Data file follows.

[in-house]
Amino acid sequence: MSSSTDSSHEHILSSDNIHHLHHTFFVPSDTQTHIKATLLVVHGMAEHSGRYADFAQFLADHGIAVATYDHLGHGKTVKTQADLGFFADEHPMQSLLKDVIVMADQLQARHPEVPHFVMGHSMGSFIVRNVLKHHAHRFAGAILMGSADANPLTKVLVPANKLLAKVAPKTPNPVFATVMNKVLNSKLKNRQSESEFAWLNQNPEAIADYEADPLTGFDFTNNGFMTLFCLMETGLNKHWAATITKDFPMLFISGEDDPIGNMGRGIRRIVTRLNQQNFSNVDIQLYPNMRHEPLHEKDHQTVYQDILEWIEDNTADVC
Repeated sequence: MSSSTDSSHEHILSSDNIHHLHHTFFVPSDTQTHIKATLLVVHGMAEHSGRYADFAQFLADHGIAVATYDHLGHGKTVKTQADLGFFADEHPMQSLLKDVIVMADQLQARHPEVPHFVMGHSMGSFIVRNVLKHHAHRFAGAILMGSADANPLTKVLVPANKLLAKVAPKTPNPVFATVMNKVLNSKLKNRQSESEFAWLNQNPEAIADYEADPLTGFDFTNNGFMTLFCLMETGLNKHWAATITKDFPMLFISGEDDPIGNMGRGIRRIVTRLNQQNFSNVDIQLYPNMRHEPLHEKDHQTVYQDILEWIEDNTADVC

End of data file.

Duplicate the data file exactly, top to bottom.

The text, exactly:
[in-house]
Amino acid sequence: MSSSTDSSHEHILSSDNIHHLHHTFFVPSDTQTHIKATLLVVHGMAEHSGRYADFAQFLADHGIAVATYDHLGHGKTVKTQADLGFFADEHPMQSLLKDVIVMADQLQARHPEVPHFVMGHSMGSFIVRNVLKHHAHRFAGAILMGSADANPLTKVLVPANKLLAKVAPKTPNPVFATVMNKVLNSKLKNRQSESEFAWLNQNPEAIADYEADPLTGFDFTNNGFMTLFCLMETGLNKHWAATITKDFPMLFISGEDDPIGNMGRGIRRIVTRLNQQNFSNVDIQLYPNMRHEPLHEKDHQTVYQDILEWIEDNTADVC
Repeated sequence: MSSSTDSSHEHILSSDNIHHLHHTFFVPSDTQTHIKATLLVVHGMAEHSGRYADFAQFLADHGIAVATYDHLGHGKTVKTQADLGFFADEHPMQSLLKDVIVMADQLQARHPEVPHFVMGHSMGSFIVRNVLKHHAHRFAGAILMGSADANPLTKVLVPANKLLAKVAPKTPNPVFATVMNKVLNSKLKNRQSESEFAWLNQNPEAIADYEADPLTGFDFTNNGFMTLFCLMETGLNKHWAATITKDFPMLFISGEDDPIGNMGRGIRRIVTRLNQQNFSNVDIQLYPNMRHEPLHEKDHQTVYQDILEWIEDNTADVC